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Riding the Storms Out On A Frightful Day in Alabama

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Cross Posted at Legal Schnauzer

We have plenty to write this morning about justice issues, our usual area of focus here at Legal Schnauzer. But we don't have the heart for that subject today, just hours after at least 63 people were killed and untold numbers of homes were damaged or destroyed by the tornadoes that ripped through Alabama yesterday.

I am thankful to be able to report that Mrs. Schnauzer and I--and our Tonks, Baxter and Chloe--are fine. We've had relatively minor property damage from storms several times in the 20-plus years we've lived in our home. But we somehow managed to not have any damage yesterday, even though it probably was the worst string of tornadoes to hit our area in 30 to 50 years.

We live in Shelby County, about 15 miles from downtown Birmingham. One twister passed through Alabaster, about 10 miles to our south. There was devastation in parts of North Birmingham and west Jefferson County, especially in the areas of Smithfield, Hueytown, and Concord. Tuscaloosa, home to the University of Alabama, and Cullman also were heavily hit.

Damage assessments are ongoing, so it's hard to know how yesterday's destruction compares to that from previous tornado outbreaks. But it clearly was a storm of historic proportions. Why were we spared? Did The Big Meteorologist in the Sky, knowing that we have been enduring legal storms for 10-plus years, decide to give us a pass on this one?

I don't have the answer to such cosmic questions. I just know that we have hugely mixed feelings--thankful to have gone unscathed, while sharing the pain of many Alabamians who were not so fortunate.

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Even members of our "household" who don't live in our house seem to be fine. A mother robin has taken a liking to the underside of our deck as a nesting place for the past two springs. We watched in fascination  last April as three of her charges left the nest, hit the ground and safely entered the world of flight--as we kept an eye out for any cats or other intruders that might cause problems.

Mrs. Robin is back this year--we assume it's the same mom--and she's been sitting on the nest for a couple of weeks or so now. We haven't seen any little heads sticking up yet, but we expect to see them any day now. I went out to check on her this morning, and she was there, her nest no worse for wear. So the storms apparently will not disrupt the flight training that we've been looking forward to for weeks now.

The storm actually did us one favor. We had a dead tree in our backyard, probably in bad shape because it's too close to a neighboring pine tree, and it's been leaning for a while. The winds were enough to knock it to the ground, where it landed without doing any damage. So we even lucked out on that front.

Our power was out for about four hours, and our Internet service was interrupted a time or two. That, plus the fact we were expecting to have to run to the basement at any moment, is the reason the world was not treated to a Legal Schnauzer  post yesterday. So we had to endure nothing more than minor inconveniences. As for the lack of a Schnauzer post . . . well, some people might welcome more storms if they knew that would be one of the aftereffects.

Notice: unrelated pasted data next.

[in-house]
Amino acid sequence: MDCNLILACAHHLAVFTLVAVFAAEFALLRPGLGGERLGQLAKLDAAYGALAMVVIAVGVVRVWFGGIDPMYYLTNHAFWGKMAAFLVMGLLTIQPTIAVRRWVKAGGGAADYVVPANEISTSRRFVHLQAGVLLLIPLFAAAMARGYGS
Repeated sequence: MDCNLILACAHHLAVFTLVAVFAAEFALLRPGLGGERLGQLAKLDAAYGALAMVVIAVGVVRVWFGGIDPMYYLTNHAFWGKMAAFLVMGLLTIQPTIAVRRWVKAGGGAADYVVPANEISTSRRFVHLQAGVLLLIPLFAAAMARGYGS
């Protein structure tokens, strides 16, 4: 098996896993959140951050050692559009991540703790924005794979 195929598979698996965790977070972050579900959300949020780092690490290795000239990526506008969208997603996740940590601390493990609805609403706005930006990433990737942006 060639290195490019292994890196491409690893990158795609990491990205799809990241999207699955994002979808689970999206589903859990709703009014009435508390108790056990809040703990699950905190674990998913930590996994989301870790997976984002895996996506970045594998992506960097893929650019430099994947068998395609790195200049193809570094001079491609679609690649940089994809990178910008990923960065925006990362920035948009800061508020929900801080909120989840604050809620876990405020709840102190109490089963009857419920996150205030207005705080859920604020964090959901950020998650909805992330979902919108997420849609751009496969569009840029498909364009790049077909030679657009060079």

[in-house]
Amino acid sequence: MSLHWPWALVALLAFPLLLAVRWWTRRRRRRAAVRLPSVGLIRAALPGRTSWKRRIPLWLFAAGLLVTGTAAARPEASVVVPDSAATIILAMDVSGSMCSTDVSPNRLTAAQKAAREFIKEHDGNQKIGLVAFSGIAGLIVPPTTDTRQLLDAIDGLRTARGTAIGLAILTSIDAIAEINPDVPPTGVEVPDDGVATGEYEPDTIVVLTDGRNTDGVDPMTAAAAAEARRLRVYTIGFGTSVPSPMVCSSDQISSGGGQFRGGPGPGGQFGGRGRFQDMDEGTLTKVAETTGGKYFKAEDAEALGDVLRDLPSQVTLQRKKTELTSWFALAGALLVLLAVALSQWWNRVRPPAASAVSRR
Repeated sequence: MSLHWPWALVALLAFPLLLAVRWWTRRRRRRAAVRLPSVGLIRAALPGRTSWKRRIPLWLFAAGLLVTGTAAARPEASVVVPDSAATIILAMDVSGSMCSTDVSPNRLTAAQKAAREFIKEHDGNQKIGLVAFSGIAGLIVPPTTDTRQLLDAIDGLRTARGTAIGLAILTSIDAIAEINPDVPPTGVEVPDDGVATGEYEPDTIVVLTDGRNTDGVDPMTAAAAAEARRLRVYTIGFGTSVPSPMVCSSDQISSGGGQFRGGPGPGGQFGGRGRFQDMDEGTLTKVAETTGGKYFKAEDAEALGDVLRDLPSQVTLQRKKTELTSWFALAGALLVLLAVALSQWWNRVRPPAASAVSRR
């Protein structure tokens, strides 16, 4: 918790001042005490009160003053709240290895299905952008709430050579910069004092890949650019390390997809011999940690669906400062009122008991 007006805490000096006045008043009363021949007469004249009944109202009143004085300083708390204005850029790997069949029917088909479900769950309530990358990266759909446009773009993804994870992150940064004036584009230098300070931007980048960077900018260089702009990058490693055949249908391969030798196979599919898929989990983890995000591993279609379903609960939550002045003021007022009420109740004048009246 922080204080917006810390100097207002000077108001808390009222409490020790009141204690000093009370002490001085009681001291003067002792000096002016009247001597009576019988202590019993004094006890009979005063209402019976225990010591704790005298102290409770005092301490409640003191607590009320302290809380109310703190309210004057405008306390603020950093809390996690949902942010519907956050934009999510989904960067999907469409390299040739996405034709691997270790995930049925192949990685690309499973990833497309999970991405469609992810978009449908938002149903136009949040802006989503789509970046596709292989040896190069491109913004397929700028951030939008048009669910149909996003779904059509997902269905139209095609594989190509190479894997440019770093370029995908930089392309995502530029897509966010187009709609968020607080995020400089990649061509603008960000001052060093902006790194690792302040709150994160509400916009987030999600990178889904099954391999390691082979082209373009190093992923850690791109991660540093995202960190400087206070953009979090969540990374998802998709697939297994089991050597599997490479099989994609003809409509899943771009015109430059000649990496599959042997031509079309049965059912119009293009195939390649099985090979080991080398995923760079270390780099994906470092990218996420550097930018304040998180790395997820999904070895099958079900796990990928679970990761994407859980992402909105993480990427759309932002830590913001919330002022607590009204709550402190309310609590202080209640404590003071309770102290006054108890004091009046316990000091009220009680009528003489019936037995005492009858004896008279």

Do I have anything profound to say after our brush with Mother Nature's wrath? Well, if you use the word "profound" loosely, it might be this: It seems that most suffering has one of three causes--natural events, accidents, and human meanness.

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Storms, earthquakes, and other natural events always will be with us--but man has become remarkably adept at limiting their damage. Thanks to modern weather forecasting and communications techniques, we had plenty of advanced warning about yesterday's storms. Without that, I'm guessing the death total would have been at least twice as large.

Accidents also will always be with us. As long as there are humans, there will be mistakes and screw ups caused by our inattention and misjudgments. But we also have learned to limit their damage. Scientists study these things and have made significant strides in figuring how how to avoid injuries caused by accidents. Here in Birmingham, the University of Alabama at Birmingham (UAB) has an Injury Control Research Center. On the national level, the Centers for Disease Control and Prevention (CDC) in Atlanta has a center devoted to injury control.

But what about human meanness? Are we incapable of coming to grips with that, limiting the havoc it wreaks? I'm not optimistic about that one. This blog chronicles the actions of numerous judges, lawyers, and individuals who have acted corruptly in our justice system, heaping major damage on their fellow human travelers. Like Mrs. Schnauzer and me, quite a few of these bad actors probably were fortunate to escape major damage in yesterday's storms. Did that cause any of them to stop for a moment, count their blessings, and vow to change their ways? I doubt it. Were many of them right back to their underhanded ways this morning? Probably so.

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I live in Birmingham, Alabama, and work in higher education. I became interested in justice-related issues after experiencing gross judicial corruption in Alabama state courts. This corruption has a strong political component. The corrupt judges are (more...)

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